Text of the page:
4. Where and How did they Train?
Gladiators were housed in a Ludus. The most famous is the Ludus Magnus in Rome, which is located right next to the Colosseum. It was essentially an enclosed fortress with only one gate that served as an entrance and exit. Remember, gladiators were slaves and therefore had zero rights. A gladiator was trained for two years, before actually being allowed to step into the Arena for his first fight. It sounds like a lot of time, but they were often fighting for their lives.
Training consisted of holding both a wooden sword and shield which would be twice the weight of the real weapons. This allowed them to become used to the burden of the weapons used in battles. They would then practice their strikes and attack on a Palus, a wooden pole standing in the ground reaching up to six feet tall. They would master the blows used in a real fight until they became second nature. After two years of training, this novicius or novice was a trained killer.
5. Where did they fight?
Once gladiators had finished their required training, they were ready to battle in the Arena. The word arena comes from the latin word Harena which simply meant sand. Sand was the preferred material used on the floor to absorb blood. In the early days, an Colosseum Arena floor would consist of an ad-hoc structure made of wood that would be dismantled after the games. During the Imperial period, great structures in stone were built throughout the empire to house these games so loved by the people, with the biggest one being the Colosseum. We can attest to the immense popularity of gladiatorial games due to the number of Amphitheaters that existed throughout the Ancient Roman Empire – approximately 230!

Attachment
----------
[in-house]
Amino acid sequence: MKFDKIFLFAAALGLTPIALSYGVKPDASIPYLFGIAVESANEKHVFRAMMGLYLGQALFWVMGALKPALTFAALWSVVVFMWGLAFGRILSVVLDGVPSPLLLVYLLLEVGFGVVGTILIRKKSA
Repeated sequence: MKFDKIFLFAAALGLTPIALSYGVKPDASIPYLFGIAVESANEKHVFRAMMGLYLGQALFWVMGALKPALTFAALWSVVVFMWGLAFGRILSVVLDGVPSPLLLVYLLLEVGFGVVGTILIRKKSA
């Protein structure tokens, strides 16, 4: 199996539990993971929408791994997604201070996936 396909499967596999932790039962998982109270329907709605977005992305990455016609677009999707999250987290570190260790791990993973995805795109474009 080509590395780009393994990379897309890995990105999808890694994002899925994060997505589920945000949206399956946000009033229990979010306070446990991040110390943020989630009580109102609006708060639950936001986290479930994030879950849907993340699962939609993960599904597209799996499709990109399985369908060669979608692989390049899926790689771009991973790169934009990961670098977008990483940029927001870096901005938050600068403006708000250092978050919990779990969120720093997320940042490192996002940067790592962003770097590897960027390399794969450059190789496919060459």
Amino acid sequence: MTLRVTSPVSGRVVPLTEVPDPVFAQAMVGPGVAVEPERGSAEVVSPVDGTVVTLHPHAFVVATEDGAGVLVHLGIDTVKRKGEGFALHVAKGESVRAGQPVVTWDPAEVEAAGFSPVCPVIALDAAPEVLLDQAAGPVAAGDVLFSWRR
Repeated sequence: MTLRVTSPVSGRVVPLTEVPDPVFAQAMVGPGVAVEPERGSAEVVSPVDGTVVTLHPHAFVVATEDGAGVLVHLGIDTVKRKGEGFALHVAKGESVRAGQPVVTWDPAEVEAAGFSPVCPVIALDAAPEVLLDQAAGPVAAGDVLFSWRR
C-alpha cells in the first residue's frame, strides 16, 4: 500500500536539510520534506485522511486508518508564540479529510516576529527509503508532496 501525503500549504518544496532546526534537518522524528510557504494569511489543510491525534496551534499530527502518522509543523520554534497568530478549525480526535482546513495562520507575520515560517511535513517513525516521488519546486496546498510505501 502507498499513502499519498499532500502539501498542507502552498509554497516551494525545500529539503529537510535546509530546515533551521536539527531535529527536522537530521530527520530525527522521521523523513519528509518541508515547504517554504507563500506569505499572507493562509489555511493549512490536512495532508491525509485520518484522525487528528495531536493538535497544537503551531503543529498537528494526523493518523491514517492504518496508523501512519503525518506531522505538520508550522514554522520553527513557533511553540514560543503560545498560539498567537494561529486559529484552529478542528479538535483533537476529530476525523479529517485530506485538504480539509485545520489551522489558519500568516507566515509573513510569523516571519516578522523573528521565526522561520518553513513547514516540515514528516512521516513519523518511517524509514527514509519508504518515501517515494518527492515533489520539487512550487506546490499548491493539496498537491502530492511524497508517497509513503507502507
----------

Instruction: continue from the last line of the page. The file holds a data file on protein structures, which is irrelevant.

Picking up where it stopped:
6. Thumbs up or Thumbs down?
Contrary to popular belief, ancient Rome gladiators were not slaughtered en masse during the games. While it’s true that a gladiator was a slave, they were considered valuable slaves due to the time invested in them. If you owned a gladiator school in Rome, you had to invest in the training and the food. Having the men slaughtered at the first opportunity would not have made any sense economically. Even in ancient Rome, sporting events presented great business opportunities.
When a gladiator was defeated he could hold up two fingers as a symbol of mercy at which point the opposing gladiator would lower his weapon and turn to the Emperor or sponsor of the games to see if he would live or die. As far as the thumbs up and thumbs down go, unfortunately we have no evidence of this being the signal used.
- If you’re visiting Rome, learn more about the Roman Gladiators with our expert guides on one of our Colosseum Tours
- For some more cool facts, check out our post 5 Cool Colosseum Facts for Kids